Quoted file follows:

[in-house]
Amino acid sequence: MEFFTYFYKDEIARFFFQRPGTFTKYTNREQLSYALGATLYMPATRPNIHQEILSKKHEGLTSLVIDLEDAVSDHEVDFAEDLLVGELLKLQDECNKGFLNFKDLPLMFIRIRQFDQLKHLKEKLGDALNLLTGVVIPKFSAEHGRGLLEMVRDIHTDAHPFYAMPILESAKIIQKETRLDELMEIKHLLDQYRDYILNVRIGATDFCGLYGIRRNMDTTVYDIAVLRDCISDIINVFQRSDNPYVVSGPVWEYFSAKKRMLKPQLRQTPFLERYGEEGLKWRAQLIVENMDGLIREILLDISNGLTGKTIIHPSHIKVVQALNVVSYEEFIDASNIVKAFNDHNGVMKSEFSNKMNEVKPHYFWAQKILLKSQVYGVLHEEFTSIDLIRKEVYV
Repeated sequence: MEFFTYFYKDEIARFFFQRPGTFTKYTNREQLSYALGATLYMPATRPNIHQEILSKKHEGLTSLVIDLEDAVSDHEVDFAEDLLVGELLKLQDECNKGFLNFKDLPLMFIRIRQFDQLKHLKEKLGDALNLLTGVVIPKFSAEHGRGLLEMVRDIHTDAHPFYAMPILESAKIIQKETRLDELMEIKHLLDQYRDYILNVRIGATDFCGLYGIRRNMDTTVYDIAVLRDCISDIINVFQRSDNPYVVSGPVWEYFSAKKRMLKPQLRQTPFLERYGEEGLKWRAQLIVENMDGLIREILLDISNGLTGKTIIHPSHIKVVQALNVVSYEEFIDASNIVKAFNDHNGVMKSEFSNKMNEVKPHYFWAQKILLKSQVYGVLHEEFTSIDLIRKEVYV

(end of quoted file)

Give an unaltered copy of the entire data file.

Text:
[in-house]
Amino acid sequence: MEFFTYFYKDEIARFFFQRPGTFTKYTNREQLSYALGATLYMPATRPNIHQEILSKKHEGLTSLVIDLEDAVSDHEVDFAEDLLVGELLKLQDECNKGFLNFKDLPLMFIRIRQFDQLKHLKEKLGDALNLLTGVVIPKFSAEHGRGLLEMVRDIHTDAHPFYAMPILESAKIIQKETRLDELMEIKHLLDQYRDYILNVRIGATDFCGLYGIRRNMDTTVYDIAVLRDCISDIINVFQRSDNPYVVSGPVWEYFSAKKRMLKPQLRQTPFLERYGEEGLKWRAQLIVENMDGLIREILLDISNGLTGKTIIHPSHIKVVQALNVVSYEEFIDASNIVKAFNDHNGVMKSEFSNKMNEVKPHYFWAQKILLKSQVYGVLHEEFTSIDLIRKEVYV
Repeated sequence: MEFFTYFYKDEIARFFFQRPGTFTKYTNREQLSYALGATLYMPATRPNIHQEILSKKHEGLTSLVIDLEDAVSDHEVDFAEDLLVGELLKLQDECNKGFLNFKDLPLMFIRIRQFDQLKHLKEKLGDALNLLTGVVIPKFSAEHGRGLLEMVRDIHTDAHPFYAMPILESAKIIQKETRLDELMEIKHLLDQYRDYILNVRIGATDFCGLYGIRRNMDTTVYDIAVLRDCISDIINVFQRSDNPYVVSGPVWEYFSAKKRMLKPQLRQTPFLERYGEEGLKWRAQLIVENMDGLIREILLDISNGLTGKTIIHPSHIKVVQALNVVSYEEFIDASNIVKAFNDHNGVMKSEFSNKMNEVKPHYFWAQKILLKSQVYGVLHEEFTSIDLIRKEVYV